From Fingers to Digits: An Artificial Aesthetic
The MIT Press, Cambridge, MA, 2019
392 pp., illus. 27 b/w, 16 col. Trade, $50.00
It may seem paradoxical, given the frequent references in Boden and Edmonds' co-authored book, to 'the fine art bubble,' cast as seemingly adversarial to generative art practices, that shortly after its publication, an artwork based on 'generative adversarial networks' was sold at a fine art auction for almost half a million dollars. A few months later at Sotheby's in London, another artwork made in a related way fetched (as the press recounted) a relatively 'disappointing' $50,000, despite being described by its curator as 'turning a page in art history.' We might speculate on how such events might affect a potential opening chapter of a potential 2nd volume of Boden and Edmonds' Fingers to Digits: An Artificial Aesthetics, a book that in many ways backfills aspects of the historical gap such a comment reveals. The book has many other levels of topicality that its eminent co-authors may (or may not) have anticipated. Who indeed might have foreseen todays' global pandemic and our puzzled 2020 mindset where the very reality of fingers and artificiality of digits has been thrown into the air for all of us to consider whilst residing in our ubiquitous bubbles. Yet, in effect, with its significant thematic resonance, the book re-encodes into our 'quarantine zero' moment (to cite a prescient term used by Piene) an otherwise endangered memory of iterative and propulsive shifts over the course of the last century, towards our contemporary and generative digital quotidian.
Charting its thematic course, as if working from two different corners of a multilayered map, Boden and Edmonds succeed in drawing contour lines that others will follow and will add to further, addressing in so doing some of the gaps that become apparent in this publication. Developed over several years, it reflexively draws on published work by both authors, as well as presenting new writing, bringing into focus the need to consider the question of machine intelligence, and its seeming autonomy, in relation to human agency and indeed to issues of causality. It asks us to consider the role of generative artificial intelligence as a particular in this relation, as a step even further away from the conventional role of the individual artist or craftsperson, if conceived in Ruskinian terms, according to Boden. In the second part of the book, Edmonds takes the lead on six chapters and is at his lucid best in writing about the emergence of process-led, interactive tendencies alongside the adoption of computers for artistic practices from the late sixties onwards, reflecting an exceptional combination of systems thinking with a visual artist's sensibility. So too we hear the authentic voice of the artist, drawn out in interviews led by Edmonds, where he reveals an understated ability to ask the right questions empathetically in dialogue with Paul Brown, Cohen, Julie Freeman, Aaron Marcus, Alex May, Alex McLean, Manfred Mohr and Aaron Marcus. These exchanges remind us that one of the leading characteristics of generative art practices is to continually reinvent the associated terminology, to keep it live as in live coding, or in software based art processes generally.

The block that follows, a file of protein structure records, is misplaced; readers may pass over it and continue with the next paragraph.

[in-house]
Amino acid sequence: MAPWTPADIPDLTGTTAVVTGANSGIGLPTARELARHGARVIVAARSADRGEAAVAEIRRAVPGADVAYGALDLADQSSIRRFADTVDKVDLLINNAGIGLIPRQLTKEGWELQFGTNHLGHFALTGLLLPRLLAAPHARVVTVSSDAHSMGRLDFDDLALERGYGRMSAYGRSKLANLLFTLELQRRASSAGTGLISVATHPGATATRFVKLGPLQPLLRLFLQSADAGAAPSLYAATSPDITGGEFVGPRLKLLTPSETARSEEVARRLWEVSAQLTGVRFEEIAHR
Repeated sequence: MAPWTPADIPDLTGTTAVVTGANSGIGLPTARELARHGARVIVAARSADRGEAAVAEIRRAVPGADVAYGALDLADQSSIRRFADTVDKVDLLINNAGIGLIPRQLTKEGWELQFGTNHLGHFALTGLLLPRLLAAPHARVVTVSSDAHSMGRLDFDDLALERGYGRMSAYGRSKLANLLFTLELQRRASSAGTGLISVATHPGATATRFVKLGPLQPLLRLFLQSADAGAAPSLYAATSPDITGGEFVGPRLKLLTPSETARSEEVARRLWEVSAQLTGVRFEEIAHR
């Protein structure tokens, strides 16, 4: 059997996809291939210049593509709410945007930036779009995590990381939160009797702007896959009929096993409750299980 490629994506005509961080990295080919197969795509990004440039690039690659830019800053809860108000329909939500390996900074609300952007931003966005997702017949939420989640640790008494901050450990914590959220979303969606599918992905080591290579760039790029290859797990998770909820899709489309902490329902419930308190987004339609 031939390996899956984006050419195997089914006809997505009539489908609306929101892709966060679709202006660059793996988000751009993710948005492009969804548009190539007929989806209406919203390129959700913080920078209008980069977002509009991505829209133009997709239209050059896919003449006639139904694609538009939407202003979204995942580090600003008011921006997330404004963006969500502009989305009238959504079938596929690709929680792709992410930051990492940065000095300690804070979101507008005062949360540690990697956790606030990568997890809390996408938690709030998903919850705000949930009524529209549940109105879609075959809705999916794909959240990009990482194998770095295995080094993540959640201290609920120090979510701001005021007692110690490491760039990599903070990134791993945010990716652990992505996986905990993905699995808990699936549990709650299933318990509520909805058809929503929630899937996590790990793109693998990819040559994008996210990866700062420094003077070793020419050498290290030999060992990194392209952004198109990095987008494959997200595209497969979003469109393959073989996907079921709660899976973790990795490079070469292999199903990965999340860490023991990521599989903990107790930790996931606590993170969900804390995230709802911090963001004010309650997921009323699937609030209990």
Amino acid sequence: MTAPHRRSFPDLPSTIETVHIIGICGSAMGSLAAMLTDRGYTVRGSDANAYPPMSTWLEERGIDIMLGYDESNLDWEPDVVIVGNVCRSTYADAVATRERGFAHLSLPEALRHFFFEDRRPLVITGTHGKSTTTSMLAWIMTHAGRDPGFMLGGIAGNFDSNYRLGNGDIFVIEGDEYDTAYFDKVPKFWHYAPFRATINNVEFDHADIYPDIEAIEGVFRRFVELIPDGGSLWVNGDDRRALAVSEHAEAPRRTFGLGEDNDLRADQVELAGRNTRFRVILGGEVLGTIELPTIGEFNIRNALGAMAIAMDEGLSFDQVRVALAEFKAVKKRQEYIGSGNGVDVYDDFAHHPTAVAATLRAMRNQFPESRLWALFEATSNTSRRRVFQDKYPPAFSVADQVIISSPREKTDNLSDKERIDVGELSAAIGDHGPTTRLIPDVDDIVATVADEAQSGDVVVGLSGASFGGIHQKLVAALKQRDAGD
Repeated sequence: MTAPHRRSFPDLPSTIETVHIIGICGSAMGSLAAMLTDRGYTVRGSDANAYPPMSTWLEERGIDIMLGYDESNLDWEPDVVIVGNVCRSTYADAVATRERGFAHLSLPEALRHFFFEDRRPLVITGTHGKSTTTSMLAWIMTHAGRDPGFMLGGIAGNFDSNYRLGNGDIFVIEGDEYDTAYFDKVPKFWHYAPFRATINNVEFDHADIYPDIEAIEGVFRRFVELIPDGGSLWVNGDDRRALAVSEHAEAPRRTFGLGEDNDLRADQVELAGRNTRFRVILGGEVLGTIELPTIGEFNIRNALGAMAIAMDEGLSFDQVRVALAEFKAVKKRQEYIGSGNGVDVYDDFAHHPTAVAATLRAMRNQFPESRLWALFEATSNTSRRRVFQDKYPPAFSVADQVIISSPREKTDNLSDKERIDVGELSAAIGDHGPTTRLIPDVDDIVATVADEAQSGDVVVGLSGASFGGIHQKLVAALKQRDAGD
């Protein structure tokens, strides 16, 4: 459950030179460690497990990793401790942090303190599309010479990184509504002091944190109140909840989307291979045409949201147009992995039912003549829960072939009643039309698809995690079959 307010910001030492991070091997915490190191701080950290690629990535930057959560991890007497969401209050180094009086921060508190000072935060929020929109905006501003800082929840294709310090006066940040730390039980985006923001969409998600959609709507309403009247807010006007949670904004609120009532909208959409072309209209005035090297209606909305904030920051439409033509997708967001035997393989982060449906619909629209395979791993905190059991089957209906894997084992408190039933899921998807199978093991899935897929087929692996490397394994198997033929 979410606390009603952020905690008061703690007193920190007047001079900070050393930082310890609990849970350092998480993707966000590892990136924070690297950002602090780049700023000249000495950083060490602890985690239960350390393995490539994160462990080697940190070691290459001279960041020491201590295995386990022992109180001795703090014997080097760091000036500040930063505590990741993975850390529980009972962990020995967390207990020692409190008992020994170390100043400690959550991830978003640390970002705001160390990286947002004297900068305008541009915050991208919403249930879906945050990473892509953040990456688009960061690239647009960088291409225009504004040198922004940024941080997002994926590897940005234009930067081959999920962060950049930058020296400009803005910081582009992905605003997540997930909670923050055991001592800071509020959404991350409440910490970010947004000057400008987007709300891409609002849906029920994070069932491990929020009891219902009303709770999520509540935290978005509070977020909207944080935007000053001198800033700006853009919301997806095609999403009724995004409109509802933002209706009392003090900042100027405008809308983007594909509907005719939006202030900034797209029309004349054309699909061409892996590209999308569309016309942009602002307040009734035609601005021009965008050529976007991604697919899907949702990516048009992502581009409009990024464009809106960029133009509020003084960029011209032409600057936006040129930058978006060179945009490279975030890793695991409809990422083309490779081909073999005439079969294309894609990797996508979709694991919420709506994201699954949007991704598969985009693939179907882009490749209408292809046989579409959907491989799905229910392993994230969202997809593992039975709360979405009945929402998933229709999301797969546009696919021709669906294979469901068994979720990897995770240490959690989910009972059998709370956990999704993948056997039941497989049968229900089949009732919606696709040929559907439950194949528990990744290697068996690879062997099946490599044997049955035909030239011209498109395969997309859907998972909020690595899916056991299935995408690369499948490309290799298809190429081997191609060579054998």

Most importantly, we gain access through the combining of professorial voices in this publication to a sense of the time that it has taken for ideas being sounded in the sixties, as witnessed directly by Boden and Edmonds to enter into mainstream circulation. A 1977 book by Boden, entitled Artificial Intelligence and Natural Man, soon became a classic text in related cognitive science literature. Yet Boden's tendency in terms of contemporary art analysis is to go narrow, focusing intensively on individual artists whose work she admires, notably the late Harold Cohen, whilst making rather sweeping statements in relation to art historical developments more generally. Whilst Boden's analysis of a Ruskinian resistance to machine-led practices might seem old-fashioned to Leonardo readers, it becomes clear that this is exactly the turf that is being churned up in the contemporary press coverage of the so-called groundbreaking art auction sales.
My main criticisms? Diagrams, rather than head-spinning acronyms, in Chapter 2’s attempt at a taxonomy of computer related/digital media art practices would have been welcomed. One also regrets a slight error in the title of Georg Nees' computer graphics exhibition in Stuttgart in February 1965; so too situating Gustav Metzger among 'maverick' artists who were not engaged with computer science and linking his auto destructive art practices only to bags of rubbish left in galleries is an over-simplification. But that's another history.